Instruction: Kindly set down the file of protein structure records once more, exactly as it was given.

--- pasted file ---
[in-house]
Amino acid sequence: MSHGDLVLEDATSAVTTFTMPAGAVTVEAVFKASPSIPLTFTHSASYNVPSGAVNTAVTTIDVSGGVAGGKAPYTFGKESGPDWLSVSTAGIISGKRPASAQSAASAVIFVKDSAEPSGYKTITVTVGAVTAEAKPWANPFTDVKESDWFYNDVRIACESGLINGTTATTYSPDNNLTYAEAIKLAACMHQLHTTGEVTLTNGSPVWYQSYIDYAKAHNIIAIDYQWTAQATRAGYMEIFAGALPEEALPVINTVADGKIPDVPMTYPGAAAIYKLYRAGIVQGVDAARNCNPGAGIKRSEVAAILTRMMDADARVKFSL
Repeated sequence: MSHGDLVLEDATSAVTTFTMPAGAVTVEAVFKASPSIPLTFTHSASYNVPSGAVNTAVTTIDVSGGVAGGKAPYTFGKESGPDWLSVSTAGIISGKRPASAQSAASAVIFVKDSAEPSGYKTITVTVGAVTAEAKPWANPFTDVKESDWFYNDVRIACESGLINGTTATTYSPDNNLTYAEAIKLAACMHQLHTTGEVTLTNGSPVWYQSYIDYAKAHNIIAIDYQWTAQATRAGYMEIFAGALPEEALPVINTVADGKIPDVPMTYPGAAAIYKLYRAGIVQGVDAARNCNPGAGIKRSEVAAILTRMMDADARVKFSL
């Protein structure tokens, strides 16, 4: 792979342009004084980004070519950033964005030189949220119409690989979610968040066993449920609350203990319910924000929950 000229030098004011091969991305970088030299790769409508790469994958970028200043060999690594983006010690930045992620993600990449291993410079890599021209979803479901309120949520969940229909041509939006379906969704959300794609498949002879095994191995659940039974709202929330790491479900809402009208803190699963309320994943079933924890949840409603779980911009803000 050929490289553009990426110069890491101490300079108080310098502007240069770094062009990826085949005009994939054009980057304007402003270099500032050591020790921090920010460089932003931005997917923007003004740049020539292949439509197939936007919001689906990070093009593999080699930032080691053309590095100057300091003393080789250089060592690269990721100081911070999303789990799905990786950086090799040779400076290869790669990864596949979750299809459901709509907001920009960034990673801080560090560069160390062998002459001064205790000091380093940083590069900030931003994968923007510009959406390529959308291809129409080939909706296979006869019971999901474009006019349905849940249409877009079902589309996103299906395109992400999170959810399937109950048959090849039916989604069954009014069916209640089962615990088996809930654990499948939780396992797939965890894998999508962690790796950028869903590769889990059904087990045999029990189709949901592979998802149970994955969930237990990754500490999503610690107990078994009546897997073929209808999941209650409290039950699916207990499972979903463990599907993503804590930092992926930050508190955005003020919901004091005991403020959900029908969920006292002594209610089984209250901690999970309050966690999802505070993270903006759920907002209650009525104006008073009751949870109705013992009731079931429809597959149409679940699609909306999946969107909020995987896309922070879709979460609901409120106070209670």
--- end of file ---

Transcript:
[in-house]
Amino acid sequence: MSHGDLVLEDATSAVTTFTMPAGAVTVEAVFKASPSIPLTFTHSASYNVPSGAVNTAVTTIDVSGGVAGGKAPYTFGKESGPDWLSVSTAGIISGKRPASAQSAASAVIFVKDSAEPSGYKTITVTVGAVTAEAKPWANPFTDVKESDWFYNDVRIACESGLINGTTATTYSPDNNLTYAEAIKLAACMHQLHTTGEVTLTNGSPVWYQSYIDYAKAHNIIAIDYQWTAQATRAGYMEIFAGALPEEALPVINTVADGKIPDVPMTYPGAAAIYKLYRAGIVQGVDAARNCNPGAGIKRSEVAAILTRMMDADARVKFSL
Repeated sequence: MSHGDLVLEDATSAVTTFTMPAGAVTVEAVFKASPSIPLTFTHSASYNVPSGAVNTAVTTIDVSGGVAGGKAPYTFGKESGPDWLSVSTAGIISGKRPASAQSAASAVIFVKDSAEPSGYKTITVTVGAVTAEAKPWANPFTDVKESDWFYNDVRIACESGLINGTTATTYSPDNNLTYAEAIKLAACMHQLHTTGEVTLTNGSPVWYQSYIDYAKAHNIIAIDYQWTAQATRAGYMEIFAGALPEEALPVINTVADGKIPDVPMTYPGAAAIYKLYRAGIVQGVDAARNCNPGAGIKRSEVAAILTRMMDADARVKFSL
């Protein structure tokens, strides 16, 4: 792979342009004084980004070519950033964005030189949220119409690989979610968040066993449920609350203990319910924000929950 000229030098004011091969991305970088030299790769409508790469994958970028200043060999690594983006010690930045992620993600990449291993410079890599021209979803479901309120949520969940229909041509939006379906969704959300794609498949002879095994191995659940039974709202929330790491479900809402009208803190699963309320994943079933924890949840409603779980911009803000 050929490289553009990426110069890491101490300079108080310098502007240069770094062009990826085949005009994939054009980057304007402003270099500032050591020790921090920010460089932003931005997917923007003004740049020539292949439509197939936007919001689906990070093009593999080699930032080691053309590095100057300091003393080789250089060592690269990721100081911070999303789990799905990786950086090799040779400076290869790669990864596949979750299809459901709509907001920009960034990673801080560090560069160390062998002459001064205790000091380093940083590069900030931003994968923007510009959406390529959308291809129409080939909706296979006869019971999901474009006019349905849940249409877009079902589309996103299906395109992400999170959810399937109950048959090849039916989604069954009014069916209640089962615990088996809930654990499948939780396992797939965890894998999508962690790796950028869903590769889990059904087990045999029990189709949901592979998802149970994955969930237990990754500490999503610690107990078994009546897997073929209808999941209650409290039950699916207990499972979903463990599907993503804590930092992926930050508190955005003020919901004091005991403020959900029908969920006292002594209610089984209250901690999970309050966690999802505070993270903006759920907002209650009525104006008073009751949870109705013992009731079931429809597959149409679940699609909306999946969107909020995987896309922070879709979460609901409120106070209670």